Second, recessions, those periods of time when the economy is not growing, are caused by shocks to the system that are large, rapid, and sustained. These often come from imbalances that have been building up over a period of time. When the imbalance finally snaps back towards normalcy it creates economic dislocation as labor and capital must move elsewhere to find employment—a process that is time consuming, and has negative consequences for the rest of the economy.
Issues that lead to a recession often stem back years before a candidate is even thinking about running for office. And once the shock hits, there is little a president can do to ‘fix’ the economy—by that point it becomes fait accompli. The role of policymakers is really about trying to reduce the overall pain of the return to normalcy by minimizing the secondary impact.
When Obama took office the recession was already in full force, driven by years of excessive borrowing, spending, and building. There was no ‘fix’ for the economy, regardless of who was in the Oval Office—we simply had to deal with it, not unlike dealing with a bad hangover after an all night bender. Had John McCain taken over he would have been unlikely to have handled the situation any better—things were a mess.
The only complete fix would have been a time machine that would allow us to go back and reverse the bad decisions made under both the Clinton and Bush administrations in terms of deregulation and the complete lack of attention to the massive asset bubbles that were forming. We might argue that better policies may have made the recovery better—but only slightly. Anyway, this nuance is completely lost in the context of the campaign debates.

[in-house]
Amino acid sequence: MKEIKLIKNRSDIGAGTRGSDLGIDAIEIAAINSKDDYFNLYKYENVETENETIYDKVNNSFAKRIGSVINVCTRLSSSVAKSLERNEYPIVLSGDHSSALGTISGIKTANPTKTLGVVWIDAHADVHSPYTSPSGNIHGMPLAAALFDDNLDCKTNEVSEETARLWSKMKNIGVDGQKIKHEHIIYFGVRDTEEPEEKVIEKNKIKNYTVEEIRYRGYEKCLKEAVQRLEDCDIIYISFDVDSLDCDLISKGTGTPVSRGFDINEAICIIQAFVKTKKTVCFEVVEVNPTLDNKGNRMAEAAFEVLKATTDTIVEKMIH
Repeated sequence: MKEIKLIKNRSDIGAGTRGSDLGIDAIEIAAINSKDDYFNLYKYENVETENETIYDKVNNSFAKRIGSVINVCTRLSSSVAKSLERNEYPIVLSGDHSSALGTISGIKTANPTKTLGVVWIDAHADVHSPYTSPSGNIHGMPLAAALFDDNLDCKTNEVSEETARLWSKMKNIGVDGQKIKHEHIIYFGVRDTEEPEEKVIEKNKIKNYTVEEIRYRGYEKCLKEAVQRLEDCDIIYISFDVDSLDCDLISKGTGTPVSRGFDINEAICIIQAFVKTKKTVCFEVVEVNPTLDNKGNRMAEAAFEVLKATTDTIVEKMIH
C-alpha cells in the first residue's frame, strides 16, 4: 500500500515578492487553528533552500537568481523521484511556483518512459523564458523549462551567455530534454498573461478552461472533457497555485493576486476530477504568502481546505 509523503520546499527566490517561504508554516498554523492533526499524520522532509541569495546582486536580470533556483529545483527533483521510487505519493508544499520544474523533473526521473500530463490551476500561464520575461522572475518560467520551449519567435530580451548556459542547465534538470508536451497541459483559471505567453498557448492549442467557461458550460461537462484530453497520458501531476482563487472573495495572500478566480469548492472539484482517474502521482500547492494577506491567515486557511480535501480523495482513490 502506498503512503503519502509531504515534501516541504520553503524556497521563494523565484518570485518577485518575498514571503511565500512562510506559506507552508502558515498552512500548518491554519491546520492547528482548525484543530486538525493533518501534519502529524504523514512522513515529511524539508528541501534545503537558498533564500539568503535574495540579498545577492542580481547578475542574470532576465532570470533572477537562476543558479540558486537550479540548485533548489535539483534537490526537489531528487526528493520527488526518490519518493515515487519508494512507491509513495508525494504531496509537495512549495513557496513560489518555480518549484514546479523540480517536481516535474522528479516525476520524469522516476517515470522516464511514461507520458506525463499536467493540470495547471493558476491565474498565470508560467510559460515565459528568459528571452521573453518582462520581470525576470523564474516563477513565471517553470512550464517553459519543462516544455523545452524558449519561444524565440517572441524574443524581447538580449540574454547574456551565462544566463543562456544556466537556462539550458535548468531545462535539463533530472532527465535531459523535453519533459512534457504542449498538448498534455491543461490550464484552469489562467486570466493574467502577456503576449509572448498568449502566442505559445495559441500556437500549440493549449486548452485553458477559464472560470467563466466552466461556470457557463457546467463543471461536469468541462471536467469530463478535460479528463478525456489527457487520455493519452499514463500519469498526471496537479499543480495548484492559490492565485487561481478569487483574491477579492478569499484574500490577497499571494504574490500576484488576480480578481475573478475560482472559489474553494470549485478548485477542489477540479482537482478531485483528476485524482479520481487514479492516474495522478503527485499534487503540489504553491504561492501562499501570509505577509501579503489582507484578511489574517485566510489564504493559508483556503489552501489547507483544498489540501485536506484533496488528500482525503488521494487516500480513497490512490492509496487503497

Third, the office of the president has the least control of any of the Federal agencies in dealing with economic cycles. Sure, the president is enormously powerful, but not in ways that would typically be considered helpful for short-run economic cycles. The two most important controls are the budget and the money supply – controlled by Congress and the Federal Reserve, respectively.
Does this mean that presidential elections are irrelevant to the economy? Of course not. The power of the veto, the ability to push important policy priorities to the forefront of debate, the executive powers the office wields, and being the one loudest voice in Washington DC means that the presidency is indeed critical to the national economy. But the impact of presidential policies is one that is felt over a decade or more, not over the course of a couple years. And this is what the electorate should be focusing on—what are a candidate’s long-term plans on key economic issues?
Sadly, the important long-run issues that should be central to a presidential campaign seem to get pushed aside as candidates spend their time making pointless promises and launching empty attacks about short-run movements of the economy. And the sheer luck of timing can end up determining who gets into office and makes the critical decisions that actually will impact us all in the long-run.